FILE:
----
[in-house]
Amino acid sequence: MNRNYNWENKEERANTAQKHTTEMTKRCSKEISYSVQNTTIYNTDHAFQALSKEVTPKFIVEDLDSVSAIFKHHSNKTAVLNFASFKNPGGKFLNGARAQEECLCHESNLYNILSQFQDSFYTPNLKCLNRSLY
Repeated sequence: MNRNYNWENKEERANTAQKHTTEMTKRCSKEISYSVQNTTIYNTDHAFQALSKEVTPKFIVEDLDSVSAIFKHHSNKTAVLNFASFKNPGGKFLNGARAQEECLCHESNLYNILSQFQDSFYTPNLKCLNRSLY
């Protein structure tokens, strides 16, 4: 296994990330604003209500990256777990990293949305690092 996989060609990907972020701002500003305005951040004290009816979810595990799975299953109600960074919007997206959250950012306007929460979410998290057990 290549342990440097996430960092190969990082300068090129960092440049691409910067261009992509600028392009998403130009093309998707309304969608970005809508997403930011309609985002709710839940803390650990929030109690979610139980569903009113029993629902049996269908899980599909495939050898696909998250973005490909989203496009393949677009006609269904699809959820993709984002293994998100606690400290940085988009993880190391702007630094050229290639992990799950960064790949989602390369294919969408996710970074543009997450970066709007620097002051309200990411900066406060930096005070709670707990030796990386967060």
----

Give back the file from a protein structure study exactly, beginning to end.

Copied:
[in-house]
Amino acid sequence: MNRNYNWENKEERANTAQKHTTEMTKRCSKEISYSVQNTTIYNTDHAFQALSKEVTPKFIVEDLDSVSAIFKHHSNKTAVLNFASFKNPGGKFLNGARAQEECLCHESNLYNILSQFQDSFYTPNLKCLNRSLY
Repeated sequence: MNRNYNWENKEERANTAQKHTTEMTKRCSKEISYSVQNTTIYNTDHAFQALSKEVTPKFIVEDLDSVSAIFKHHSNKTAVLNFASFKNPGGKFLNGARAQEECLCHESNLYNILSQFQDSFYTPNLKCLNRSLY
């Protein structure tokens, strides 16, 4: 296994990330604003209500990256777990990293949305690092 996989060609990907972020701002500003305005951040004290009816979810595990799975299953109600960074919007997206959250950012306007929460979410998290057990 290549342990440097996430960092190969990082300068090129960092440049691409910067261009992509600028392009998403130009093309998707309304969608970005809508997403930011309609985002709710839940803390650990929030109690979610139980569903009113029993629902049996269908899980599909495939050898696909998250973005490909989203496009393949677009006609269904699809959820993709984002293994998100606690400290940085988009993880190391702007630094050229290639992990799950960064790949989602390369294919969408996710970074543009997450970066709007620097002051309200990411900066406060930096005070709670707990030796990386967060």